Where do you hang out? Sushi Seki. Sushi, as much as it kind of sounds like a cliché, is my favorite food. I’m a sushi snob for sure. Sushi Seki is open ’til 3 in the morning, which is not why I love it but it certainly helps me out. I go there after gigs a lot. I also go to 69 Bayard, which is a cheap, hole-in-the-wall Chinese restaurant on Bayard and Mott that is open until 5 in the morning, which also helps me. My third favorite restaurant is Pink Tea Cup, which is a soul food restaurant. It’s home cooking with a jukebox full of soul, so it’s perfect.

What’s your guiltiest pleasure? Upper East Side JAPs.

Any DJ’s you look up to? Grandmaster Flash, Kool Herc, Jam Master J, and Funkmaster Flex. Since the day I got my turntables and mixer, those four have been the people I’ve looked up to. They’re all from slightly different eras, and all were reasons why I asked my parents for my equipment.

Best summer party you’re looking forward to? I’m most looking forward to my birthday party, which I don’t perform at. Every year — this will be the ninth one that I’ve thrown — I throw a huge birthday party. All my friends come and DJ, and it really is — with the risk of sounding easily self-indulgent — the most fun party of the year. It’s highly anticipated and by far my favorite night of the year. I have amazing things in store for this year that I cannot reveal. July 8th.

What are you doing tonight? Tonight, to be honest, I am probably going to get the movie He’s Just Not That Into You on demand. I’m probably going to be watching that alone on my couch.

A Big Who: Civetta Opens

I have some history with 98 Kenmare Street, the address of chef Ron Suhanosky’s new, “real” Italian restaurant, Civetta. I tried to broker a deal at that space between “fiends” — oops, that’s a typo but let’s leave it — I meant friends, Todd English, Joe “Viagra” Vicari, my boy Igor, and some other chaps. People with Igor as a first name invariably have forgettable last names, and anyway we made up as he apologized to me on his wedding night, and so he gets a pass. I saw The Godfather 50 times. A public bitch-slapping match between myself and super duper chef Todd English happened in all the funny papers some time ago, but even Todd I forgive, as I hear through channels that he is sorry. The problem with Todd in the first place is that he does everything through channels. He negotiated in bad faith and blamed the “channels.” He bitch-slapped me in the papers through his publicity “channel,” and I guess with 20 restaurants under his wing, he even cooks through a “channel.” Well, the deal fell through, and fast friends have slowly become less hateful to each other. Anyway, I’m not here today to talk about old beef. I’m here to talk about new beef, in the form of Civetta owner and chef Ron’s grilled sirloin alla pizziaola, rughetta, sea salt, and other delectables.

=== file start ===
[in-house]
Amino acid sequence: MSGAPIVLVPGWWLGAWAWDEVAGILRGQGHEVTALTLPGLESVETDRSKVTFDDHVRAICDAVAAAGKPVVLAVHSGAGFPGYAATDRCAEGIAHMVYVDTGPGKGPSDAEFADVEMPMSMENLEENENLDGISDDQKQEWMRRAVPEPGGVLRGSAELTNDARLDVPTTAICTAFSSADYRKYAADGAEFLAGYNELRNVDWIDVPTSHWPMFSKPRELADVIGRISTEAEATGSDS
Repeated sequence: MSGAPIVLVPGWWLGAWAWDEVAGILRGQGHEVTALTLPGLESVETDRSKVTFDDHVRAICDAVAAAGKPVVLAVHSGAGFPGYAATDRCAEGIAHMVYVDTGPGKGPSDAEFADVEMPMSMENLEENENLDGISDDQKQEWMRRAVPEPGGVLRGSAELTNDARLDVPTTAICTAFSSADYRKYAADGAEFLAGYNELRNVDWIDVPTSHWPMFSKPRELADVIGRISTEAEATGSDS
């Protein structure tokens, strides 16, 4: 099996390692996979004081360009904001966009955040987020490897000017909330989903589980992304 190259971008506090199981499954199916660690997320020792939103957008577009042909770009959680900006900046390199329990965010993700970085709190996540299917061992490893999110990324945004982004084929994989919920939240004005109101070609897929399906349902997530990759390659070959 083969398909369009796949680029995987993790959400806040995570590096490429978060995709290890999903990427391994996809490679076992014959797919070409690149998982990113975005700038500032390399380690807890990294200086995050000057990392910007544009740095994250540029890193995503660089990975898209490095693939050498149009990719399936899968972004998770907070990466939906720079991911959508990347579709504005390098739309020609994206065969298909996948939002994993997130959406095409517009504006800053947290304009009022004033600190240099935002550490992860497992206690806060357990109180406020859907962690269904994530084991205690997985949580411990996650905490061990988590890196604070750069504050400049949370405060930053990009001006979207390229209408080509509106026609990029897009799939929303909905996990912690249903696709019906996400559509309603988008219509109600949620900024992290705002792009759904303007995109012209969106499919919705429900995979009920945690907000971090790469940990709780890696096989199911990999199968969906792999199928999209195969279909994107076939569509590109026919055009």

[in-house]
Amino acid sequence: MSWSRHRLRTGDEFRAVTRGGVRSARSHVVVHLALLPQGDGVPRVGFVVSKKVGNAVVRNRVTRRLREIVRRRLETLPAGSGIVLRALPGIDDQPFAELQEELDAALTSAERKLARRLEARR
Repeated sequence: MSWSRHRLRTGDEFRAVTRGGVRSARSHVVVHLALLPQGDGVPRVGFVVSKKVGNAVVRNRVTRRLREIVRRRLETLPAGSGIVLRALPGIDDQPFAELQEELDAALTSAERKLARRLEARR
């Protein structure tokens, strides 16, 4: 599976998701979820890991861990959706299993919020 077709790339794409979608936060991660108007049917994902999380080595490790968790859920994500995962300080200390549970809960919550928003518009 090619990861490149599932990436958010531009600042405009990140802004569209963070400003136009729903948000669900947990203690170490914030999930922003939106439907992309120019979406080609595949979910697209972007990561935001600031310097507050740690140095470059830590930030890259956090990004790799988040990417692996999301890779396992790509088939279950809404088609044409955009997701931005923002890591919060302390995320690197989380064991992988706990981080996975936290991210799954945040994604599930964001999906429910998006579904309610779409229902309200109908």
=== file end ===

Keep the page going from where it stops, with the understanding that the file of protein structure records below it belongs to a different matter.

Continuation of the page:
My old co-worker and fast friend Dirk Von Stockum is on board to steer this ship. His trademark belly laugh and James Bond-ish accent are familiar to the fast-lane crowd. With a wife and a four-year-old kid, Dirk will find a quieter happiness in this beautiful downtown restaurant. Years at Life, Spa, Crobar, and a dozen other joints bring an A-list rolodex of patrons to Civetta. My old pal Michael Benett, (“the good twin” to the club world) is also on board. My “old number 2” bartender from my Life/Spa days, Drew “Z” Zechman is slinging cocktails and is in on the drink menu. They make their own sodas, and they have a state-of-the-art water-purifying system, which is all the rage about town. Those nasty water bottles are petroleum-based and plastic and have to be shipped — but you know all of this. Cocktails have never been better in this town as the Milk and Honey types and chefs everywhere take this very seriously. Yet no one has shown me an improvement on Jamesons — oh, oops, I’m rambling again. Roberto Scarpati, late of Le Cirque, is the wine director. Wines will be accessible, low-production, paired, and readily available with solid organic choices.

“Civetta” means owl, or in Italian slang, a flirtatious owl or flirtatious woman. The up and down movement between the dining room on the street level to the casual dining lounge below is designed as dynamic for socializing. It will be a place to see and be seen for a flirtatious Nolita crowd. La Esquina, a short flight west. has done all the heavy lifting and still caters to a very sharp set. The Civetta menu is dominated by a ginormous list of antipasti and has 30 wines by the glass. I love ordering lots of small tasty things, so if you’re looking for me I’ll be there, albeit with my seat facing the 50-plus feet of open French doors. An old menu from 1937 is framed on a column, and it lists bottles of classy champagnes for around six bucks a bottle and a spaghetti Bolognese that goes for 35 cents. Today’s menu has a rigatoni Bolognese for $28 and lists some very wonderful “Rari and Unici” bottles for non-1937 prices.

Times change and so does my old neighborhood. New cuisine comes with the new inhabitants and visitors. I asked chef Suhonsky why he would open an Italian place so close to the hundred other such places of Little Italy. He told me that they were “not serving real Italian food.” I asked him if he had discussed this theory with anyone in the neighborhood. He answered that he “didn’t feel that Civetta was really part of Little Italy, but skewed west as part of Soho.” I quipped that it was sort of like an Omaha beach, a foothold of his “real” Italian food for the gentrified set. He explained that what was served around the corner was “spaghetti and meatballs, American-Italian food.” I ate at Umberto’s last night with GoldBar door concierge Jon Lennon, and I don’t know what to call it, but it tasted good. I can’t argue with Ron. His massive success at Il Buco and Sfoglia here and in Nantucket means he’s right. With the Bowery booming with life and new construction, a serious “real” Italian menu, amazing wine list, dedication to cocktails and service from proven veterans, and two floors in a location I almost died for — I see this as a hit. I’m going to find myself some flirtatious owl and check it out next week.